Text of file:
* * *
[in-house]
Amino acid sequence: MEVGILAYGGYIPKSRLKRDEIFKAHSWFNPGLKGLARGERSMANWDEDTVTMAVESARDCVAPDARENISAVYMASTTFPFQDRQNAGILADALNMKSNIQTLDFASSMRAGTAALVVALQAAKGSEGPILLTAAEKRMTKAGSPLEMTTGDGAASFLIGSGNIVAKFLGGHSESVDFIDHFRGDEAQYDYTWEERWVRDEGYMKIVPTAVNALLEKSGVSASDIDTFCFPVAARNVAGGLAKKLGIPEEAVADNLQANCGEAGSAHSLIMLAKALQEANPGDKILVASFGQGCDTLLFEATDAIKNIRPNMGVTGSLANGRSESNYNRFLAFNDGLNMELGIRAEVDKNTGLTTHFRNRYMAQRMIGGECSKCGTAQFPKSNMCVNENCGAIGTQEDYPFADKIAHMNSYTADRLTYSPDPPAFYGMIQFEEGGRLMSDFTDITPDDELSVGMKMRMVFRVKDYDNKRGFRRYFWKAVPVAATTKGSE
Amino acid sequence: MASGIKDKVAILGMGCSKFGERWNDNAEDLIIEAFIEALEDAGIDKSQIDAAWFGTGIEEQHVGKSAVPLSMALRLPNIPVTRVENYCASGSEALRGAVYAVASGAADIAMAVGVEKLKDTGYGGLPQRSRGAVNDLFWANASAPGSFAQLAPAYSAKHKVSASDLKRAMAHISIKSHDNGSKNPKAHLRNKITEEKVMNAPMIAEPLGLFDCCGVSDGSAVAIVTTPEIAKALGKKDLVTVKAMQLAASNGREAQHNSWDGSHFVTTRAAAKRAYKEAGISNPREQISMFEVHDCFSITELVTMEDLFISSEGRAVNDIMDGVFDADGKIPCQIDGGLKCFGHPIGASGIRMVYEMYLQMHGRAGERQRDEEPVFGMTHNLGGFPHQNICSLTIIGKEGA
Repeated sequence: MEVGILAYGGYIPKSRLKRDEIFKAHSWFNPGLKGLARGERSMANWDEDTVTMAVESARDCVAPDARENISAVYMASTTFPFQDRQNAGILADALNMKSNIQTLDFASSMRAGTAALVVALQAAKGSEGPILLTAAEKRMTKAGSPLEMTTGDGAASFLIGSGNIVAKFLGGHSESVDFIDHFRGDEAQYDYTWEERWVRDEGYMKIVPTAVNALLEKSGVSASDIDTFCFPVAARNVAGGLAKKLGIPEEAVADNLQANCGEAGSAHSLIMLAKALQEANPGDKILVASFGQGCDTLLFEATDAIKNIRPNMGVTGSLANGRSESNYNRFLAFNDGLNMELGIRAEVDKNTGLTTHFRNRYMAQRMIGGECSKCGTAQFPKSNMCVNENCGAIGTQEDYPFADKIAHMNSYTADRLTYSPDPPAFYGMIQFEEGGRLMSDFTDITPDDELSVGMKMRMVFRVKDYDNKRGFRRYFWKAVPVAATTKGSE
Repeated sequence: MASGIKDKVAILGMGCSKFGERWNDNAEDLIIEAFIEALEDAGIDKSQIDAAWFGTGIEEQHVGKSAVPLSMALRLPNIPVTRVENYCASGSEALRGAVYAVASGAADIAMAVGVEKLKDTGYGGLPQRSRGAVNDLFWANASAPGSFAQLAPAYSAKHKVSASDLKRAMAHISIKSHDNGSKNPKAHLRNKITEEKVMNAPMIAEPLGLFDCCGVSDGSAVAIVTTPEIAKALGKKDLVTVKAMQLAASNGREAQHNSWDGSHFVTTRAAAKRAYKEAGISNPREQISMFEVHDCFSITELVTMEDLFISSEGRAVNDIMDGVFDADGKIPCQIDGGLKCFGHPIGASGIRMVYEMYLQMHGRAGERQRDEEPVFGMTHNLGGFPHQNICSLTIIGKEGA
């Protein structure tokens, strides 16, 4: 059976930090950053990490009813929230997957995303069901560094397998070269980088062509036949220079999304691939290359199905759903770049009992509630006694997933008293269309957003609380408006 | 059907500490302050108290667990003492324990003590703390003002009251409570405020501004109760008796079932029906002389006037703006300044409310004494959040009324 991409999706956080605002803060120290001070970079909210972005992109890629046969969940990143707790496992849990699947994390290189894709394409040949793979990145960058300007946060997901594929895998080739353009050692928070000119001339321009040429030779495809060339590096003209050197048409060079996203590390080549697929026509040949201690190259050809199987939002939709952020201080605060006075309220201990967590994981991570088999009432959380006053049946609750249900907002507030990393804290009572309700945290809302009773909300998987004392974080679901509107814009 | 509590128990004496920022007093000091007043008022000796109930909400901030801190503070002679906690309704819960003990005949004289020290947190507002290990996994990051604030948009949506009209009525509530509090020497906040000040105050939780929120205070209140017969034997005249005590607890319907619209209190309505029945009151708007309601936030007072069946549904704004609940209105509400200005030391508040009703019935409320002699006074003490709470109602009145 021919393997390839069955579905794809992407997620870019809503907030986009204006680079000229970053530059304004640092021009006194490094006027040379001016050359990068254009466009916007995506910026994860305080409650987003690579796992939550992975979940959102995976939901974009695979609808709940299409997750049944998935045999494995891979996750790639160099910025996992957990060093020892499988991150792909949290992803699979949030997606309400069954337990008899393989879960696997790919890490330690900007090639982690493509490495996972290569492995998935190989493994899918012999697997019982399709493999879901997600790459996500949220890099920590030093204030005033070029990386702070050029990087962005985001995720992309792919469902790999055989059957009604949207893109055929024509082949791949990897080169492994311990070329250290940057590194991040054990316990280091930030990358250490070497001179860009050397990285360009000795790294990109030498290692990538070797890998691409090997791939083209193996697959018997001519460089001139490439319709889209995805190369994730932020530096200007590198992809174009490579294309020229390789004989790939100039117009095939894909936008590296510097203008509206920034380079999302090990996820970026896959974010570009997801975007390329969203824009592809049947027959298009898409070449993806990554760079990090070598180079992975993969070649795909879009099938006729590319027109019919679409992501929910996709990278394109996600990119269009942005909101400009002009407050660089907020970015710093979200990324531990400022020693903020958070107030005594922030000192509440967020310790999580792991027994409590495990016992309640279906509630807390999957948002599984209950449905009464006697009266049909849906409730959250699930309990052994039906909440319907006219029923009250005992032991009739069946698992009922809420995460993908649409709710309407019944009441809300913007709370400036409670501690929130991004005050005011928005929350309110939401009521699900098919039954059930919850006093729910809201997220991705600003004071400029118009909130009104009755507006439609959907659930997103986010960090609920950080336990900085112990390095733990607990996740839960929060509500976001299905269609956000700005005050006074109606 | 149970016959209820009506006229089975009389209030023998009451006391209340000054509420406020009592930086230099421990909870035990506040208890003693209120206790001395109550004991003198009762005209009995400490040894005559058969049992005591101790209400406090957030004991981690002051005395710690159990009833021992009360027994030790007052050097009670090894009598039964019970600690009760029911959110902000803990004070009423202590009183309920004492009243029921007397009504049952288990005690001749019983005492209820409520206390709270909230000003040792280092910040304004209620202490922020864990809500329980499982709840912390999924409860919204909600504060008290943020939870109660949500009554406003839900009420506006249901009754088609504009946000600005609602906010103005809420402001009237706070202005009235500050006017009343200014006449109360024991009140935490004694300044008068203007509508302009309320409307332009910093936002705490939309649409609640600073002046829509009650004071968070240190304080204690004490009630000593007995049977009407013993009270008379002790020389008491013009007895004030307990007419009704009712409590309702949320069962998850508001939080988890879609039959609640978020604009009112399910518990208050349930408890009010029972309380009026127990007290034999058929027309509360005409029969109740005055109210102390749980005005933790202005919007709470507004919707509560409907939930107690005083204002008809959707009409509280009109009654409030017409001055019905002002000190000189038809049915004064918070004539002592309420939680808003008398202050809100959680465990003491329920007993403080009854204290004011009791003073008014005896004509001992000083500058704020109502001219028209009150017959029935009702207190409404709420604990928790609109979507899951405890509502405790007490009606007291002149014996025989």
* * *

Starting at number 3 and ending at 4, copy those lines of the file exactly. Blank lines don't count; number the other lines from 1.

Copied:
Amino acid sequence: MASGIKDKVAILGMGCSKFGERWNDNAEDLIIEAFIEALEDAGIDKSQIDAAWFGTGIEEQHVGKSAVPLSMALRLPNIPVTRVENYCASGSEALRGAVYAVASGAADIAMAVGVEKLKDTGYGGLPQRSRGAVNDLFWANASAPGSFAQLAPAYSAKHKVSASDLKRAMAHISIKSHDNGSKNPKAHLRNKITEEKVMNAPMIAEPLGLFDCCGVSDGSAVAIVTTPEIAKALGKKDLVTVKAMQLAASNGREAQHNSWDGSHFVTTRAAAKRAYKEAGISNPREQISMFEVHDCFSITELVTMEDLFISSEGRAVNDIMDGVFDADGKIPCQIDGGLKCFGHPIGASGIRMVYEMYLQMHGRAGERQRDEEPVFGMTHNLGGFPHQNICSLTIIGKEGA
Repeated sequence: MEVGILAYGGYIPKSRLKRDEIFKAHSWFNPGLKGLARGERSMANWDEDTVTMAVESARDCVAPDARENISAVYMASTTFPFQDRQNAGILADALNMKSNIQTLDFASSMRAGTAALVVALQAAKGSEGPILLTAAEKRMTKAGSPLEMTTGDGAASFLIGSGNIVAKFLGGHSESVDFIDHFRGDEAQYDYTWEERWVRDEGYMKIVPTAVNALLEKSGVSASDIDTFCFPVAARNVAGGLAKKLGIPEEAVADNLQANCGEAGSAHSLIMLAKALQEANPGDKILVASFGQGCDTLLFEATDAIKNIRPNMGVTGSLANGRSESNYNRFLAFNDGLNMELGIRAEVDKNTGLTTHFRNRYMAQRMIGGECSKCGTAQFPKSNMCVNENCGAIGTQEDYPFADKIAHMNSYTADRLTYSPDPPAFYGMIQFEEGGRLMSDFTDITPDDELSVGMKMRMVFRVKDYDNKRGFRRYFWKAVPVAATTKGSE